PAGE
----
‘Fargo’ Season 2, Episode 6: Defending the Common Man

The turf war between the Gerhardts and the Kansas City syndicate continued to escalate on Monday.

Comments: 35

  1. Yes, but whose 1970s cover of "Man of Constant Sorrow" was it??

  2. According to Alan Sepinwall at Hitfix.com, it was Blitzen Trapper. You can find other performances by them on youtube, but not Man of Constant Sorrow.

  3. And how about that opening credits shout out to classic 70's films like Peckinpah's The Getaway, and the adaptation by John Flynn of Richard Stark's The Outfilt, with the grainy paused action effect as the fellows are being placed into stir. That actually got my pulse pounding and heart all a-twitter. Love that kind of stylized homage in the right place! I dig Fargo and the folks behind it!

  4. Alas, it seems Simone will find her role less Juliet than Ophelia. Hank surviving was a welcome outcome, but whither Peggy, who has done quite the number on the Gerhardts - I may never again look at hoarding askance; and my money is on Ed somehow besting his deadly stalker. The best exchange of the night (Offerman's hilarious Daniel Webster meets Clarence Darrow aside) was Hank asking Peggy why she simply hadn't taken Rye to the hospital or flagged down some help. And if we're invoking John Wayne Westerns, I expect the returning Bear will find a burned out homestead, a la The Searchers.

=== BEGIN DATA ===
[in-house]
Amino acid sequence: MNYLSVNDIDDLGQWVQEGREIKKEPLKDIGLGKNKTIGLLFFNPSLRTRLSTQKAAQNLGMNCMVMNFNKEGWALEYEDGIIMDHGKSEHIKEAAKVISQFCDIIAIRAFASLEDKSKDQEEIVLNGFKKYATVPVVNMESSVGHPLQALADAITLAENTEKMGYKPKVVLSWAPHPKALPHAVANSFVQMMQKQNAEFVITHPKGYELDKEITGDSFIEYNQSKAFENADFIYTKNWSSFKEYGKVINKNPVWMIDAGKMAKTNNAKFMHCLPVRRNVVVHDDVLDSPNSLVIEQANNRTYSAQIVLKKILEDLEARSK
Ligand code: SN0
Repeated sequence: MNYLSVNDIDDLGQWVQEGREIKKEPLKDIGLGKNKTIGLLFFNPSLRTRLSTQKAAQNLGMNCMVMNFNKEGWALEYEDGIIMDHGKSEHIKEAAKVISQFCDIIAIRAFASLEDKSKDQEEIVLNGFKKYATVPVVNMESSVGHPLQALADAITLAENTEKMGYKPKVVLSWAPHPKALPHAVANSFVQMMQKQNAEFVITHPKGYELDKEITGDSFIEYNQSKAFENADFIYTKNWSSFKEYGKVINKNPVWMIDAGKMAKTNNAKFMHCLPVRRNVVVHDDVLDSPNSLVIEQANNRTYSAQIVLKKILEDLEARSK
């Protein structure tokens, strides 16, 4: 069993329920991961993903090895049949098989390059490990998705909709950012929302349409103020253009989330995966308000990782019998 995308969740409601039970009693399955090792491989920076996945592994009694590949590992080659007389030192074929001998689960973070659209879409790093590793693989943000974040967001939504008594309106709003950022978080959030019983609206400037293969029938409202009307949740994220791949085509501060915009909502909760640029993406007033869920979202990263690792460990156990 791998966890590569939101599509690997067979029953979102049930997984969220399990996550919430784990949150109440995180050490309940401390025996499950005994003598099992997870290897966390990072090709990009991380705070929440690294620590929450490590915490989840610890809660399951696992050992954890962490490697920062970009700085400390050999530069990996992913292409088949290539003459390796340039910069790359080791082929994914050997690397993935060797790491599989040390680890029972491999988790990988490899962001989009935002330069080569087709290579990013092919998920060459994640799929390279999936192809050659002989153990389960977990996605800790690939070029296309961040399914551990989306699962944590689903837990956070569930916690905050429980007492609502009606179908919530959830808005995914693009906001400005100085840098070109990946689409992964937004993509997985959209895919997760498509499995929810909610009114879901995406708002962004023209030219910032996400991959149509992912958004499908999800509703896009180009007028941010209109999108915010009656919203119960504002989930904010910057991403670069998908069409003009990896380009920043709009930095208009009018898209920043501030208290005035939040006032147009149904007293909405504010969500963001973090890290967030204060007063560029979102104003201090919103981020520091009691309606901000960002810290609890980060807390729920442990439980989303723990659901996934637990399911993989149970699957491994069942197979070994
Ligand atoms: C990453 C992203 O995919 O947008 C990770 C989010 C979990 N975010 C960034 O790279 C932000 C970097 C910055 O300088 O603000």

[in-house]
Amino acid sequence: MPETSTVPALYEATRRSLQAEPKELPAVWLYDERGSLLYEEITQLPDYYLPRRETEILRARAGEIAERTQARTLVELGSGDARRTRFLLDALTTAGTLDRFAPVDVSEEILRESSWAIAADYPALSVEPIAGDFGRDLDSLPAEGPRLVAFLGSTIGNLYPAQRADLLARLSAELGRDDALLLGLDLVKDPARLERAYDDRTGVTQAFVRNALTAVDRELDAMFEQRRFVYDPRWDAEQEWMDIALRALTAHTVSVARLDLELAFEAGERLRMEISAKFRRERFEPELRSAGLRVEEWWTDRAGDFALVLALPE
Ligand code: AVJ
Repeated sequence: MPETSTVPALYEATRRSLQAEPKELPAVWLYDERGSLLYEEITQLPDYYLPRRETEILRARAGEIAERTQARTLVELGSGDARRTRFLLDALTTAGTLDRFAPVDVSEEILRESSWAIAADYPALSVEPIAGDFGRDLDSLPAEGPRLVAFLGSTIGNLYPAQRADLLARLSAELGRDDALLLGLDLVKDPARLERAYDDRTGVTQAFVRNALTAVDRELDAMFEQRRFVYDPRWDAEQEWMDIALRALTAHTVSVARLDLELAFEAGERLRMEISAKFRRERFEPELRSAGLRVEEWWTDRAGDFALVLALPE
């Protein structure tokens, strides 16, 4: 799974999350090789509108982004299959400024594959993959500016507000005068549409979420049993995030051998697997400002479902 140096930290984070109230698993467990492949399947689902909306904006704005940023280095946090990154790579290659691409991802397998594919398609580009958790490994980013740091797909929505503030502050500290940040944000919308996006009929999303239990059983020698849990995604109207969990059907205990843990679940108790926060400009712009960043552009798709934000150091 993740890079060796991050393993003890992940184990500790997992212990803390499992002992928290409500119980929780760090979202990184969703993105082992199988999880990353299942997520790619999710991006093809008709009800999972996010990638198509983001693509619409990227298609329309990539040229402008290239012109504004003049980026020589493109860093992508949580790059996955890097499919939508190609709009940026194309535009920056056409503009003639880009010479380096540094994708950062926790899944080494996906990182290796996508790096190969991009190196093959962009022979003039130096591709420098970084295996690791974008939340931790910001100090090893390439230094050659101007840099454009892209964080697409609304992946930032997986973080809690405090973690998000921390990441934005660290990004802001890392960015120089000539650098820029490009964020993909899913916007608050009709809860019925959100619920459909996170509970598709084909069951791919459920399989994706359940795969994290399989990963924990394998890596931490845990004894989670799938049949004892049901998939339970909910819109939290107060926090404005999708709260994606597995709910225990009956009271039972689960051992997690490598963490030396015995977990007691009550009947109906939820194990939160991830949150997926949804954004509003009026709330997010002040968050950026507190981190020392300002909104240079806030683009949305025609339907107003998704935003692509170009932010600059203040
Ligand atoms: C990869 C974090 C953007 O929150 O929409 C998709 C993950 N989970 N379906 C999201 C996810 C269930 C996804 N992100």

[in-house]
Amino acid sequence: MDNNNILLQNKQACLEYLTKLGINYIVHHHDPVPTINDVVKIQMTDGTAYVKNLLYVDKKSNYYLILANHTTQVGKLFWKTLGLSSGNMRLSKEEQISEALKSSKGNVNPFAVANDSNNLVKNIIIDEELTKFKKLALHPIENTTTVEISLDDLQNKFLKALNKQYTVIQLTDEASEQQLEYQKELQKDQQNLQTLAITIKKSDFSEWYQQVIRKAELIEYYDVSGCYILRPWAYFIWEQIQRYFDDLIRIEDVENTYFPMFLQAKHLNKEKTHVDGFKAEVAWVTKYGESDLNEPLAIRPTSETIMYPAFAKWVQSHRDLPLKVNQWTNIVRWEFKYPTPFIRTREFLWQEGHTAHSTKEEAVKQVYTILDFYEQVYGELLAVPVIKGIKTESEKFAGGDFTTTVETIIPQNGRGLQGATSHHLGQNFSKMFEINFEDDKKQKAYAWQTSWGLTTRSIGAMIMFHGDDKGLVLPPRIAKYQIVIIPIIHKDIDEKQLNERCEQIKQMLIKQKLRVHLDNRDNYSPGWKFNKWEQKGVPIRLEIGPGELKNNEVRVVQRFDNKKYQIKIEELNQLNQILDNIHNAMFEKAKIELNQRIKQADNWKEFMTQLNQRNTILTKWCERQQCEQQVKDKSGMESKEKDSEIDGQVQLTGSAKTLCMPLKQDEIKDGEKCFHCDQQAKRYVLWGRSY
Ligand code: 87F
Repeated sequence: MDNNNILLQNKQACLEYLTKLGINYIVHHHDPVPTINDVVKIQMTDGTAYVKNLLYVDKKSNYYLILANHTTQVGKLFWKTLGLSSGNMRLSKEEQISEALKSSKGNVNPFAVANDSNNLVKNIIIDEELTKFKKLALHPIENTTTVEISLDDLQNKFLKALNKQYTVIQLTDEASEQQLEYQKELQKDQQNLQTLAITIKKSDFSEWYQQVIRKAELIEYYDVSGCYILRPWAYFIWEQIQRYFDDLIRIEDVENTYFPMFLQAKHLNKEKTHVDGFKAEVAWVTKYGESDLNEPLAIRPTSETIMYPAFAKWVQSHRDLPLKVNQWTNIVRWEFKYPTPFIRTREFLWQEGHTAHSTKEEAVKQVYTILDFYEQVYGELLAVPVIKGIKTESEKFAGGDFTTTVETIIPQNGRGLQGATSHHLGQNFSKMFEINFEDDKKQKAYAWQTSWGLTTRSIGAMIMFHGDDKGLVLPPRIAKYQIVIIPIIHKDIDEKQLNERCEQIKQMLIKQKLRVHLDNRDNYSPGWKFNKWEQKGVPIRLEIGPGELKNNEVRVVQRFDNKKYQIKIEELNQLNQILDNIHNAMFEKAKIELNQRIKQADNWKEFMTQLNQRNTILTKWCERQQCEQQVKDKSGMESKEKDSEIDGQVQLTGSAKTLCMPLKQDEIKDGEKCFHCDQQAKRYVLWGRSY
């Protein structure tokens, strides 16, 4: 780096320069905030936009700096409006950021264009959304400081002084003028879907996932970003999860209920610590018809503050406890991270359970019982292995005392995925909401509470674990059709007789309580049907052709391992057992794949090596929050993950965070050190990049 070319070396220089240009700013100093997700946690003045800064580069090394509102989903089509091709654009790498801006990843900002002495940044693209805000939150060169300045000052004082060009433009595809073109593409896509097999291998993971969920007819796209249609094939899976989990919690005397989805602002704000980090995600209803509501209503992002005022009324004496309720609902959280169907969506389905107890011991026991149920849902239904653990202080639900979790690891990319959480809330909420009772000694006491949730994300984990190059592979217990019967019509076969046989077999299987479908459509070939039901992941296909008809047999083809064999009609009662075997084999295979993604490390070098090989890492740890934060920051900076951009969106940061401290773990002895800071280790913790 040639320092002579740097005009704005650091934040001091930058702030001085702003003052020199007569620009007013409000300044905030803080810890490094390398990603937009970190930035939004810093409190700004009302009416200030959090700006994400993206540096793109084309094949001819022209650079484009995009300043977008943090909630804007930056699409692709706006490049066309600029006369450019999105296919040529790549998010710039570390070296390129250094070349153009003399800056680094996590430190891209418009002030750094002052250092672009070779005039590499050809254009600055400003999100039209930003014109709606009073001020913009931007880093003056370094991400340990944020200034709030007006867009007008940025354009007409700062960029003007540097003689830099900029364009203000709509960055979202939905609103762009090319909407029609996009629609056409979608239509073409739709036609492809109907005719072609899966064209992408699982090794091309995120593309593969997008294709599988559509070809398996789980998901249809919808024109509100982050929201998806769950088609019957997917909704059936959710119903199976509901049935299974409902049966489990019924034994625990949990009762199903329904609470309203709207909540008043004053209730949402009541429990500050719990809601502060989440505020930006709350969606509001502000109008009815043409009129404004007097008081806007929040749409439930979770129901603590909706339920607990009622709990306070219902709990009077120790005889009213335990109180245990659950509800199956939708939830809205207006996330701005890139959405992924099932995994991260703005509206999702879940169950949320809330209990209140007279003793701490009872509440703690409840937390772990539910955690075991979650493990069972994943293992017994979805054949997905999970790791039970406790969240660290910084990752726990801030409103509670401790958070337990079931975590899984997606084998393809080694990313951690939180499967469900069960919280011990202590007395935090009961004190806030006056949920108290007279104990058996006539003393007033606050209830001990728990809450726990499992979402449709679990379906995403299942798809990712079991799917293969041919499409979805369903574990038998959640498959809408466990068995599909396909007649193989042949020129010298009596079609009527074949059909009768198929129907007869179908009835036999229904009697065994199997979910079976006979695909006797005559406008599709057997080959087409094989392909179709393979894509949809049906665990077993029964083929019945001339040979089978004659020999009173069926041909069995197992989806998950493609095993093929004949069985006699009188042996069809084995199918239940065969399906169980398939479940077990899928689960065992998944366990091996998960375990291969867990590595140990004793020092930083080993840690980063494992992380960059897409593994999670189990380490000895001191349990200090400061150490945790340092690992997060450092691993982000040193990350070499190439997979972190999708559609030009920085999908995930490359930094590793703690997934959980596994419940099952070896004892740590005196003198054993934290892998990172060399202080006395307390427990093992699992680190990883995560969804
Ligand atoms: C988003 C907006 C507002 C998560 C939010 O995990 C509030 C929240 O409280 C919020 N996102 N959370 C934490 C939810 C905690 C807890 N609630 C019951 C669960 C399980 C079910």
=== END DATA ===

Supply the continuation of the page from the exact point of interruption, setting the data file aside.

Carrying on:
5. Best sequences:
    When Simone complains to Mike Milligan that her father, Dodd, called her a whore, Mike’s deadpan response: “Well, technically…”

    And when Peggy goes all stream of consciousness about her hopes and dreams, Hank channels Seinfeld (remarkable, given this scene occurs in 1979, a full 10 years before Seinfeld began airing): “You’re a little touched aren’t you? Not that there’s anything wrong with that.”

    Overall, a great episode. And while Offerman is wonderful, special kudos to Ted Danson and Kirstin Dunst on great performances.

    Finally, the Emmys need to consider adding an additional category...Dialect Coach...which Fargo will win and Kirstin Dunst (along with the coach) should accept.

  6. Well....As a Minnesotan I wouldn't necessarily agree. Kirsten Dunst is doing alright. Not bad enough to jar Minnesotan ears, anyway, but maybe not Emmy-worthy. I think Ted Danson is doing a great job, accent-wise, too, as Bob Odenkirk did last season.

    Accents aside, the show is fantastic and this season is even better than the last.

  7. The Dialect Coach is an awesome man named David Lerigny and he'll be tickled by your comment. He played the man in the mail office from season one when Malvo comes looking for a package from Duluth.

  8. Well, lucky for Peggy she apparently knows what a cattle prod is and how to use it.

  9. Blitzen Trapper - "Man of Cpnstant Sorrow."

  10. Thanks. I was wondering whose cover that was, and SoundHound was no help.